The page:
6. Transfer potatoes to a large rimmed baking sheet and separate them, spreading them out evenly. Transfer to oven and roast, without moving, for 20 minutes. Using a thin, flexible metal spatula to release and stuck potatoes, shake pan and turn potatoes.
  7. Continue roasting until potatoes are deep brown and crisp all over, turning and shaking them a few times during cooking: around 30 – 40 minutes.
  8. Transfer potatoes to a large bowl and add the garlic/rosemary mixture and minced parsley. Toss to coast and season with more salt and pepper to taste. Serve immediately.

Neil Perry’s Beef Chuck and Pea Pies

Serves: 4

Some nights simply call for a pie.

A few months back on a freezing Saturday, we agreed that we were heading for one of those nights.

And given that the finest pairing to a pie are peas, it was going to be hard to look past this pie from Neil Perry.

It is a pretty down-the-line pie recipe though that is kind of the point for “must have pie” nights. Beef that is falling apart, a cracking gravy and then those peas.

(Plus a proper mash where we diced in a raw eschallot – trust me, it’s brilliant.)

Open a bottle of red, put on a movie and boom, there’s pie night done!

Ingredients

1.25kg beef chuck, diced and cut into 3cm cubes, seasoned with sea salt and freshly ground black pepper
3 tbsp plain flour
80ml extra virgin olive oil
1 large onion, finely diced
2 1/2 tbsp tomato paste
200ml red wine
200ml veal or chicken stock
150gm frozen green baby peas, defrosted
1 handful mint leaves, chopped
1 – 2 sheets frozen puff pastry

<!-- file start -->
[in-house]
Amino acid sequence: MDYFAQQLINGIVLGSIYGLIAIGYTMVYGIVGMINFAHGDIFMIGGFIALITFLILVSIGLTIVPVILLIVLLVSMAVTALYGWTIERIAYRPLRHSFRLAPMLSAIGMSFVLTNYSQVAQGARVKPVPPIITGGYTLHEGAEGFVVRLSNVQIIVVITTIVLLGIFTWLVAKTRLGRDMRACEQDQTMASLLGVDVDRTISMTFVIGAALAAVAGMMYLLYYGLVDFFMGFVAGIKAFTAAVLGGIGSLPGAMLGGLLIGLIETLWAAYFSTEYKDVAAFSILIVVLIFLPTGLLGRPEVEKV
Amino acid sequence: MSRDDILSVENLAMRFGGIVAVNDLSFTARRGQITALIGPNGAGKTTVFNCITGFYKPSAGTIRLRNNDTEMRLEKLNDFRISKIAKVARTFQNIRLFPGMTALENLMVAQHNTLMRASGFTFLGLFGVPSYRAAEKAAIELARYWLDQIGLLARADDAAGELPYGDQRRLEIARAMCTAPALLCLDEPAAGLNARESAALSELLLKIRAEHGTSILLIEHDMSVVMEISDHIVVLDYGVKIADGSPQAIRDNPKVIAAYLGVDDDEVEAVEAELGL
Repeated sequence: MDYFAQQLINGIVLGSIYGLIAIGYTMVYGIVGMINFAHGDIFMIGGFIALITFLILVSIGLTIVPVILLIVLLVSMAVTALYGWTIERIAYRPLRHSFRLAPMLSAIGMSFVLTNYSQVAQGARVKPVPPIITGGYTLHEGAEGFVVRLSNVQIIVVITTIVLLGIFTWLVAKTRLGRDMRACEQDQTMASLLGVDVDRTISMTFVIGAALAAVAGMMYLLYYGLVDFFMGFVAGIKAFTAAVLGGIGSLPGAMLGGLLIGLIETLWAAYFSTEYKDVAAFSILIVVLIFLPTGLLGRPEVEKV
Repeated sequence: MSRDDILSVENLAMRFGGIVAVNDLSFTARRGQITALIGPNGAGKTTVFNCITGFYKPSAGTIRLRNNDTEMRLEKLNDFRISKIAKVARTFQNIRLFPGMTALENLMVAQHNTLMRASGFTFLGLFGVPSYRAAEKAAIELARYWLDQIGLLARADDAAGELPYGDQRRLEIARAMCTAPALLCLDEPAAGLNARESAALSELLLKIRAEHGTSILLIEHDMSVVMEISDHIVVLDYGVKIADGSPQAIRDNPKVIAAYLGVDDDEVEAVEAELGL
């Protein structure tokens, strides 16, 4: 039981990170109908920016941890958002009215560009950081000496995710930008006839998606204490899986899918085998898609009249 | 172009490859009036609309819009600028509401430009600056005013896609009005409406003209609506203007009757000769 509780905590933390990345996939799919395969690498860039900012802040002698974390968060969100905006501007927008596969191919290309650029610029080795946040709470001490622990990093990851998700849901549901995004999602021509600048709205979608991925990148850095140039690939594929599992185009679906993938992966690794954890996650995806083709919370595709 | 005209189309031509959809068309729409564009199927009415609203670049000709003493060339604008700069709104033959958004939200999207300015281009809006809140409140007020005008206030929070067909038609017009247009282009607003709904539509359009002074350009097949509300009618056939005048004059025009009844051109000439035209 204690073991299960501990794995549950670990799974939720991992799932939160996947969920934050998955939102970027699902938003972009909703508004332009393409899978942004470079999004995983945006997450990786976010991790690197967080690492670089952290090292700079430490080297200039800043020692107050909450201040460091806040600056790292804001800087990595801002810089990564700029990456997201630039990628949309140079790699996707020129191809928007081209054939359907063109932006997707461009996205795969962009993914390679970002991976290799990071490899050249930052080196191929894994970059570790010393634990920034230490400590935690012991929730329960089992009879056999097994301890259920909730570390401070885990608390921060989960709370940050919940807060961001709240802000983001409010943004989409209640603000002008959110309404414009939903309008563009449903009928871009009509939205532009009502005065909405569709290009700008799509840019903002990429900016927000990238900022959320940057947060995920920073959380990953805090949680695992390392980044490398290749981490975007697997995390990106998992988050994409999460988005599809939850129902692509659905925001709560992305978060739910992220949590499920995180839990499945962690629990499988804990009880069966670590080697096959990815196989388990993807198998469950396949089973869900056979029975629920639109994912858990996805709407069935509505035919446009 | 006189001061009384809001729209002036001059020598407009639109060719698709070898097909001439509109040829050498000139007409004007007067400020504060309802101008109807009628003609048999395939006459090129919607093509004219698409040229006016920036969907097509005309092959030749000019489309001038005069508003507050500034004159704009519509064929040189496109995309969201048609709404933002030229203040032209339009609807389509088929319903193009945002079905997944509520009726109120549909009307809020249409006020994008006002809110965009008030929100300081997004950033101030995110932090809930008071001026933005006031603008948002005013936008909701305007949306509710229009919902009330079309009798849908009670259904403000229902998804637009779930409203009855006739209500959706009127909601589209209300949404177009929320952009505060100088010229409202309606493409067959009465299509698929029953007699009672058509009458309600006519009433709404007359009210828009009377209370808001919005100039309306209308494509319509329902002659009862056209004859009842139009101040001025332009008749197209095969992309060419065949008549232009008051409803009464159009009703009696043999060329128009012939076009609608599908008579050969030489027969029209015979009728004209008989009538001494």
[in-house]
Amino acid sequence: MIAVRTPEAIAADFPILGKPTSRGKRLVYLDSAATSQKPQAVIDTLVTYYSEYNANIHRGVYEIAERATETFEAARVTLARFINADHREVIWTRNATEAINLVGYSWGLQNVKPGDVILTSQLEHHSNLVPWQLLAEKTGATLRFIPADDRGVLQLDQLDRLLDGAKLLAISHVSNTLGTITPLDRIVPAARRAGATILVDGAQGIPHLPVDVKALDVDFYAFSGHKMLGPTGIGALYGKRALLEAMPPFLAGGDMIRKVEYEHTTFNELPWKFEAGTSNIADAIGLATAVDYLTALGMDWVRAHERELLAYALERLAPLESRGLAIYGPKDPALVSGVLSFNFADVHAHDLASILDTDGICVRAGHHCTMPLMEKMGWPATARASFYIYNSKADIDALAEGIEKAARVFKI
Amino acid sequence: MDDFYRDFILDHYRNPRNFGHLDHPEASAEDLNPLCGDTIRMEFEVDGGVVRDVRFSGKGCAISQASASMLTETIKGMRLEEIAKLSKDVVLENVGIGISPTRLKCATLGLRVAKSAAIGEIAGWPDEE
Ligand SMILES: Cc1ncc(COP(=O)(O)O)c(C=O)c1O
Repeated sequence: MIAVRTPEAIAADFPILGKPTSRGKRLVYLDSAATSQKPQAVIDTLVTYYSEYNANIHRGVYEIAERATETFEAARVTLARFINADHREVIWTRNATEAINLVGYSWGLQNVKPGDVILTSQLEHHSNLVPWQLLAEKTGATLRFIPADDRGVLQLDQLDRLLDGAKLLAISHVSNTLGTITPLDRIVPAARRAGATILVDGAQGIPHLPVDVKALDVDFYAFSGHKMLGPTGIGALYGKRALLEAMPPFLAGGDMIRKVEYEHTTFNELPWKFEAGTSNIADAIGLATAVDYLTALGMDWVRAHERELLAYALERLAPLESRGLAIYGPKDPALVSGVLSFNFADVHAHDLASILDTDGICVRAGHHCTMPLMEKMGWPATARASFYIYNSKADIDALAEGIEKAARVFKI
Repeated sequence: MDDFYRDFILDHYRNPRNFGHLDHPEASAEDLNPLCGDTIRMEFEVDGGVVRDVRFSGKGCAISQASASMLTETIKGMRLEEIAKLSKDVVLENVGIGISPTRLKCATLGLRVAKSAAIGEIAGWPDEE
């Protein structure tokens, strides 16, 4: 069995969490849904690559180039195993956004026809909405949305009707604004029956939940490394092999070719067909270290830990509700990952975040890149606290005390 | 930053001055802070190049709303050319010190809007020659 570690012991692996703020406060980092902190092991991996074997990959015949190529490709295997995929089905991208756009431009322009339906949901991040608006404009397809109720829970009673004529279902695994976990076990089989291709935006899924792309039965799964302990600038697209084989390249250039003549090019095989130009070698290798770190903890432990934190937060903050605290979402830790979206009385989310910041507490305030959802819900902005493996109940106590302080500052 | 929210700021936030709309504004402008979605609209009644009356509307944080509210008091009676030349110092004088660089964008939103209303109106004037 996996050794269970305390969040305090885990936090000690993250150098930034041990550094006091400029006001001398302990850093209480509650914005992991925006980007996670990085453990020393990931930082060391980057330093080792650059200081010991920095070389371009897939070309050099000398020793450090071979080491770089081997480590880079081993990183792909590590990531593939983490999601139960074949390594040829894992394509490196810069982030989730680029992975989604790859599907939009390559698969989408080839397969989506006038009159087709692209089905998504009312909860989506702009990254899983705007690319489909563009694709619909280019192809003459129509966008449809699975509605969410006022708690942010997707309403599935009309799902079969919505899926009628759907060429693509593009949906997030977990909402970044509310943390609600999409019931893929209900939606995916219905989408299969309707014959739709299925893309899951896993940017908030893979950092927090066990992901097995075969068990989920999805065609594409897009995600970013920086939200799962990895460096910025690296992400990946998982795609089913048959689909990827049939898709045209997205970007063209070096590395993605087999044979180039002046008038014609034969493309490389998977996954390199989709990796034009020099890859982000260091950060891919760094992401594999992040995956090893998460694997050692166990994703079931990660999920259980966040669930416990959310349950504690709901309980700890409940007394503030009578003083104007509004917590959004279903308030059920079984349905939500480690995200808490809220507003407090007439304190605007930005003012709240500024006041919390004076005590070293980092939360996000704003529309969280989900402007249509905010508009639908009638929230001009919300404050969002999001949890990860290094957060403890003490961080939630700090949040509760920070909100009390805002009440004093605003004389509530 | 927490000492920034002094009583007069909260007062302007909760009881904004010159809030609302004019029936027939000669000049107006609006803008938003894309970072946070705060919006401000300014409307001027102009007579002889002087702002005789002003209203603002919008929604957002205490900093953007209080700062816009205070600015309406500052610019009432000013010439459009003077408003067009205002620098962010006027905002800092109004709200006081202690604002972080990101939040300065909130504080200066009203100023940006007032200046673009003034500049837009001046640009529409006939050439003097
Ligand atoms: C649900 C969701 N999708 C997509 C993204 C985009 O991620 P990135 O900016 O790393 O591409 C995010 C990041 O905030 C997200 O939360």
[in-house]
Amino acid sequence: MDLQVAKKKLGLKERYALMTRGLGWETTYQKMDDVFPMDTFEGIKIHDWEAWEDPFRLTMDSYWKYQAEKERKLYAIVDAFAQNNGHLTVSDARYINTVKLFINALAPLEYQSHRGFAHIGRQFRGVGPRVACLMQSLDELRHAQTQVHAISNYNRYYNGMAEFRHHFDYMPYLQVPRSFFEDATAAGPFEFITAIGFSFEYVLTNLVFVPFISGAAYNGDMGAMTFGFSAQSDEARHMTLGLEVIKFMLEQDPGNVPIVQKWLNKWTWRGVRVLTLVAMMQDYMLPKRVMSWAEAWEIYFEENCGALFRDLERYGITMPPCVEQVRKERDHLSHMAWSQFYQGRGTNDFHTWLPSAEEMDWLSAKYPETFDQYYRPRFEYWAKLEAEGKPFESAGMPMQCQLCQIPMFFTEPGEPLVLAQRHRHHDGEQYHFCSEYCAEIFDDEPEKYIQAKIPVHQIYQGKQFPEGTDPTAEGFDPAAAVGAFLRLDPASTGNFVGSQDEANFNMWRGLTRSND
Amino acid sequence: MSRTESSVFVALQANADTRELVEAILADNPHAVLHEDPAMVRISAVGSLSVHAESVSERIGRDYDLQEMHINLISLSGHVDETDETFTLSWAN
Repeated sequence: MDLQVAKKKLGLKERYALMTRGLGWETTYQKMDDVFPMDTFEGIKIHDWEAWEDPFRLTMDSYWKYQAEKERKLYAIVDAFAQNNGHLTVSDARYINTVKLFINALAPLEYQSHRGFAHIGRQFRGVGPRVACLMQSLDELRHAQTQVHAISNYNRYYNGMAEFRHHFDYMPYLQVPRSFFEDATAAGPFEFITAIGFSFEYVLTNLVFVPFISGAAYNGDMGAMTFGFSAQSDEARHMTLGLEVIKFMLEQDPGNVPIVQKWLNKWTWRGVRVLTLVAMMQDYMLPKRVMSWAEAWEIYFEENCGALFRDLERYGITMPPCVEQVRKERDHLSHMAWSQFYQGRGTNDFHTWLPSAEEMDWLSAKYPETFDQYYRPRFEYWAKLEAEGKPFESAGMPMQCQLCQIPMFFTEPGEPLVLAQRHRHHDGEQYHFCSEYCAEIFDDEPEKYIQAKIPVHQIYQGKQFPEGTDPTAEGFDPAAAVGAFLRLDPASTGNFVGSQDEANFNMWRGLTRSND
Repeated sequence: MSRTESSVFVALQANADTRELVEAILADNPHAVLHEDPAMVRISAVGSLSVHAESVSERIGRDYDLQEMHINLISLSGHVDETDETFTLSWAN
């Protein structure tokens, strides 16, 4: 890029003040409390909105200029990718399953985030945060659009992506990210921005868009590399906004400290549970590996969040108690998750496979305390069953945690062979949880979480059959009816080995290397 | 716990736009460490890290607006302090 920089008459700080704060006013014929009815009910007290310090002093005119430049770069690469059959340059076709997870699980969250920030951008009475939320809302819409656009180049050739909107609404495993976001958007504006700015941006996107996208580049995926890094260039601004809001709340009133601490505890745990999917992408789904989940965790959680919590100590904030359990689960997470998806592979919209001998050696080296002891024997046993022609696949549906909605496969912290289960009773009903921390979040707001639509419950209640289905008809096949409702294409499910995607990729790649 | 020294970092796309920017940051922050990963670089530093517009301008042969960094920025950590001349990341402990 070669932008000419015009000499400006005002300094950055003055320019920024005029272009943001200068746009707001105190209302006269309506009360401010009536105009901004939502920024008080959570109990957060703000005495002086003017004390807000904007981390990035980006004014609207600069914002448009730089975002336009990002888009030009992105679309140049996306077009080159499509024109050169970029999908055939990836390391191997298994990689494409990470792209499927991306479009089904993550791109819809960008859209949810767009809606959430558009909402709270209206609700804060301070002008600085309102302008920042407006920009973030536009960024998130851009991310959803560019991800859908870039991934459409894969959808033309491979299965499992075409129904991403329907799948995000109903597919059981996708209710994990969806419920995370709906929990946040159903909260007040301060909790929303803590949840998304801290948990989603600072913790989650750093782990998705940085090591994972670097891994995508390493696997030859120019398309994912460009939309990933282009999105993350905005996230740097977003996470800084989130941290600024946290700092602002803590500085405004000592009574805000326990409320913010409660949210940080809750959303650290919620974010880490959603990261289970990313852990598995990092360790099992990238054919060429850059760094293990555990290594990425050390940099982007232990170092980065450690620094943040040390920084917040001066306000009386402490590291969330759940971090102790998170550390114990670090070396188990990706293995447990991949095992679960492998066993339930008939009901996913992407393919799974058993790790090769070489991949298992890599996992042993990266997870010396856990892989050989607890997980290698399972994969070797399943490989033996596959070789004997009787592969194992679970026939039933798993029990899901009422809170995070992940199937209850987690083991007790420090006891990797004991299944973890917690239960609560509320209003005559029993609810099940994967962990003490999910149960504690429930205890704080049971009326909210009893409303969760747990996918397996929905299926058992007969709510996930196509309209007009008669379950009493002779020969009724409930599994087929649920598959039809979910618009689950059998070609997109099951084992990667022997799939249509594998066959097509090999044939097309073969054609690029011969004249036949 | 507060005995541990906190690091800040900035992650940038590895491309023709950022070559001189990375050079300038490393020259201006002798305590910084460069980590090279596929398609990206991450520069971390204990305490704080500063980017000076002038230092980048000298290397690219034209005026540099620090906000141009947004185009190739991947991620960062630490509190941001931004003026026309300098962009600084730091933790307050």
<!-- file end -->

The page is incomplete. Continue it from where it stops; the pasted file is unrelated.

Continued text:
1 egg yolk, lightly whisked with 1 tbsp water

Method

  1. Preheat the oven to 160c. Toss the seasoned beef with the flour until evenly coated.
  2. Heat the oil in a heavy pan over a high heat. Add beef in batches and cook for about five minutes per batch until well browned, then remove. Add more oil to the pan if it dries out.
  3. Add the onion with a pinch of salt and cook over a low heat for about 5 minutes until softened.
  4. Add the tomato paste and 1 tbsp flour and cook for a minute or so. Add the red wine and stock and stir until the mixture boils.
  5. Return the beef to the pan, cover the pan with foil and cook in the oven for at least two hours or until tender. Stir through the peas and mint. Allow to cool, then chill in the fridge until cold. (“Warm filling will ruin the pastry.”)
  6. When the beef filling is ready, heat the oven to 180c. Divide the pie filling among pie dishes and top each with a piece of pastry large enough to hand over the edge of each dish.
  7. Press the pastry down firmly around the edges of the dish and brush evenly with the egg yolk. Bake in the oven for about 40 minutes, until puffed and golden.

Annie Smither’s Chicken Cordon Bleu

Serves: 4

We were in Queenstown, NZ this year for my birthday.

(If you haven’t visited Queenstown, it really does need to be on your bucketlist: some of the best restaurants we have eaten at, great bars, amazing vineyards, incredible drives and apparently skiing if you are so inclined.)

One of the most memorable meals was at a restaurant called Rata by Josh Emmet. A beautiful, contemporary restaurant, engaged service, incredibly good food and $45 (!!) for three courses. We simply couldn’t believe it.

Not complete with running an amazing restaurant or having three Michelin Stars to his name, Josh Emmet is also an accomplished cookbook writer and his book ‘The Recipe.’ would have to be one of the best cookbooks I have ever purchased.

The book is a collection of the world’s classic recipes as cooked by the “world’s best chefs”: Gordon Ramsay, Neil Perry, Ken Hom, Christine Manfield, you name it.

It is one of those cookbooks with such beautiful photography where you can happily spend the afternoon with a bottle of wine with your partner, earmarking all the dishes you’re going to cook and dreaming of the wonderful meals coming up.

(If it wasn’t clear, buy this book!)

So… dish #1 – cooked by my very culinarily-capable wife – was Annie Smither’s Chicken Cordon Bleu.